The third-level support are the actual developers. They have a look at the issue and verify whether this is a bug or not. If it is a bug they accept the bug report and inform the user about it in the initial first level support tool that the development department took over the issue.
If it is not a bug the third level supporters provide the required information and pass the issue back to the second level support. These supporters use the provided information to update the documentation for the first level support so that if the problem arises again it is well documented and the first level support knows how to handle it without involving the first level support.
How this could be implemented?
In my opinion the best tool for first level support is a forum, which we already have and which works quite well. The second level support is mostly missing. A way to inform second level support needs to be introduced. This could be done by having a tool to create a bug report from a user support thread assigned to the second level support.
In this bug report the second level support can handle the work task oriented. If they need to involve the third level support they just inform them by setting a flag. The third level support can then investigate the issue and in case there is a real bug they open a bug report for this specific task and block the support report for it.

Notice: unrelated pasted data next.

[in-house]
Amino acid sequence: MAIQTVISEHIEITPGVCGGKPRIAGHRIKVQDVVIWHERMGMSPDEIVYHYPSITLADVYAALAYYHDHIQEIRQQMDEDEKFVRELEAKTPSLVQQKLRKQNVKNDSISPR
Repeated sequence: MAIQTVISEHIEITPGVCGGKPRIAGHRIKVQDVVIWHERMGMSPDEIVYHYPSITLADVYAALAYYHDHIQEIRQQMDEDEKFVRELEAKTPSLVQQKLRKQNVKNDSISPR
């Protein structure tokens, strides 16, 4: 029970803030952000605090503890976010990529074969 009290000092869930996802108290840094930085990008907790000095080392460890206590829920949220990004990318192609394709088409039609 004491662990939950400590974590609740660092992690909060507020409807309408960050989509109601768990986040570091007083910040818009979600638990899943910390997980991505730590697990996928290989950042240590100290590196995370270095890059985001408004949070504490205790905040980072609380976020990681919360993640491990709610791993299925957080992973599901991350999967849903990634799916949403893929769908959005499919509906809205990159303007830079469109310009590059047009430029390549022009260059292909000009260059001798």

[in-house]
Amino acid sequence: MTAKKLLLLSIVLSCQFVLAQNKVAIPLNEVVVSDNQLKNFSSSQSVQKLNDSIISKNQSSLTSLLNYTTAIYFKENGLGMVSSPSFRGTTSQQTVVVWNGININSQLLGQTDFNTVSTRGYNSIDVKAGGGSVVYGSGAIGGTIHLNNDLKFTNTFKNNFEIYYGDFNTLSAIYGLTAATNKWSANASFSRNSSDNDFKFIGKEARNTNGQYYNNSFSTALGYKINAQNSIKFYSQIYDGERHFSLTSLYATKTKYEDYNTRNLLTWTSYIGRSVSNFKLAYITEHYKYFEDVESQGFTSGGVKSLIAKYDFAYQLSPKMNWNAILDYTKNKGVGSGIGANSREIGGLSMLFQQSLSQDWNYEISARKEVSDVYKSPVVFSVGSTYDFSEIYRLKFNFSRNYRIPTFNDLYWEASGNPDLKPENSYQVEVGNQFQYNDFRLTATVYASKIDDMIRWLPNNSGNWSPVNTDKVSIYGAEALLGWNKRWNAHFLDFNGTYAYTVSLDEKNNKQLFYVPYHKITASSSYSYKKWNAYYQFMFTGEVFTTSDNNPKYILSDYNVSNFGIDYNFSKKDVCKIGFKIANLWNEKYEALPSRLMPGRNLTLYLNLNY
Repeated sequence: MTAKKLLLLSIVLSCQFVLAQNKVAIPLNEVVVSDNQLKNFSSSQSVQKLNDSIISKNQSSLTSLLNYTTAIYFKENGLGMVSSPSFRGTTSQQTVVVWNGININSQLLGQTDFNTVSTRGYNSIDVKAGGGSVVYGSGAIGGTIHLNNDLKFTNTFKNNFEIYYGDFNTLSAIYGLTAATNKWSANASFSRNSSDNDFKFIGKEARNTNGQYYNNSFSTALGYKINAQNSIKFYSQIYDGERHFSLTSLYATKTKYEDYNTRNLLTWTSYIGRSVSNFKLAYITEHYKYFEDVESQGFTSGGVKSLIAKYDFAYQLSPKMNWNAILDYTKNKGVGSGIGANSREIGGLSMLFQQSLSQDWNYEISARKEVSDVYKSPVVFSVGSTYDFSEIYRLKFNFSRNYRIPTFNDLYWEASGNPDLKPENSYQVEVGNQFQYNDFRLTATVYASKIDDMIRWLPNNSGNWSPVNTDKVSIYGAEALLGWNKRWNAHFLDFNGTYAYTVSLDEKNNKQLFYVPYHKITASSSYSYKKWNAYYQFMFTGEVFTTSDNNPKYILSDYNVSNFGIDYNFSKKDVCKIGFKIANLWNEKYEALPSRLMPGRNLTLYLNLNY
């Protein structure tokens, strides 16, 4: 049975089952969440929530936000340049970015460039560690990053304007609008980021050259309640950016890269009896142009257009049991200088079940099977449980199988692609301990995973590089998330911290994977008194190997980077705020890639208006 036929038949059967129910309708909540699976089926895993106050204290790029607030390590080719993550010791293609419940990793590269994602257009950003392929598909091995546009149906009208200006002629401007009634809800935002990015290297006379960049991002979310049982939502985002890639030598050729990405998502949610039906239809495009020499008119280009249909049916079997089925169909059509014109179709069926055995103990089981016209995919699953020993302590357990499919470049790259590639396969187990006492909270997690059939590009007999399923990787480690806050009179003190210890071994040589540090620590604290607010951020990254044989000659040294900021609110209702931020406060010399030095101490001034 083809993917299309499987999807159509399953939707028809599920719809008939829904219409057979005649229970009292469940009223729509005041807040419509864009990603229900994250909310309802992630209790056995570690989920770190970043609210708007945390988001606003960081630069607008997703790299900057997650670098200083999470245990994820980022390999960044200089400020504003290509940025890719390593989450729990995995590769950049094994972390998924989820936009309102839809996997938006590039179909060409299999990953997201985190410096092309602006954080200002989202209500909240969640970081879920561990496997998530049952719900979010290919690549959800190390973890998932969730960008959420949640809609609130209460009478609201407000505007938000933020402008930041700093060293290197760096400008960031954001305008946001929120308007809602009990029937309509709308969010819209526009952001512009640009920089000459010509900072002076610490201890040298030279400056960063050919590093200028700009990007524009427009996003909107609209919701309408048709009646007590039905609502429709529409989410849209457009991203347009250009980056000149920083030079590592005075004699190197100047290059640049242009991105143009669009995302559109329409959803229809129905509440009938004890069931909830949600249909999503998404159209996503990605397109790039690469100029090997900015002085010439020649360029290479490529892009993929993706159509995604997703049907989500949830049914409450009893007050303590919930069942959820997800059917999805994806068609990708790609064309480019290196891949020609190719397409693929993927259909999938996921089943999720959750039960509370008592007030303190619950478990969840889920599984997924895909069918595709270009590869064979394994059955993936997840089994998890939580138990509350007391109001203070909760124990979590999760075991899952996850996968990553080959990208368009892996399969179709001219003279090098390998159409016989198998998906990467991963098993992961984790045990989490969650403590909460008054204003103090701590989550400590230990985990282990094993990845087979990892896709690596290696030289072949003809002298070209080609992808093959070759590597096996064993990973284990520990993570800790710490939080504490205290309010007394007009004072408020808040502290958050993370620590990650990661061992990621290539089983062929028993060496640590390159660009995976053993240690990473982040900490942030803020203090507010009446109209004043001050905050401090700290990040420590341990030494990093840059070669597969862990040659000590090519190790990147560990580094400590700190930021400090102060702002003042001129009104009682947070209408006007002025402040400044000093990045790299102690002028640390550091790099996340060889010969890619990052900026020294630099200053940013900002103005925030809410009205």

Advantages of the approach
The biggest advantage is that the developers only get real bug reports and each bug report has all the required information as the report is in fact created by the developers. Only valid bug reports will enter the system.
In general the bugtracker will be used more task oriented: one task for investigation, one task for fixing the bug and so on. Bugzilla is very suited for such work as it is possible to add flags, introduce bug dependencies and if required duplicate bugs. It would allow us to use bugzilla to manage our work which is currently not possible.
The users would always be informed about the state of their support request. They would get the feedback that their problem is under further investigation, that a defect support has been created, that it has been fixed. It would be a much more transparent process for the user.
As there is always the feedback to the second level support state the end user and first level support documentation would get updated increasing our quality not only in the software but also in the documentation.
Disadvantages of the Approach
The biggest disadvantage is clearly that this would result in a closed bug tracker. For many people involved in free software an open bug tracker is the ultimate tool. Here I think the advantages for all users are overwhelming and the closed down bug tracker is a small price to pay.
Another disadvantage is that it requires creating multiple bug reports and re-entering data for the same issue. Again I think it’s a small price to pay especially if we go to a task oriented approach and have everything nicely linked.
I hope to see a nice discussion in the comment section of my blog post. Hopefully many people see the advantage in this and I would love to try such a new issue tracking workflow for KWin as an experiment for the complete KDE community.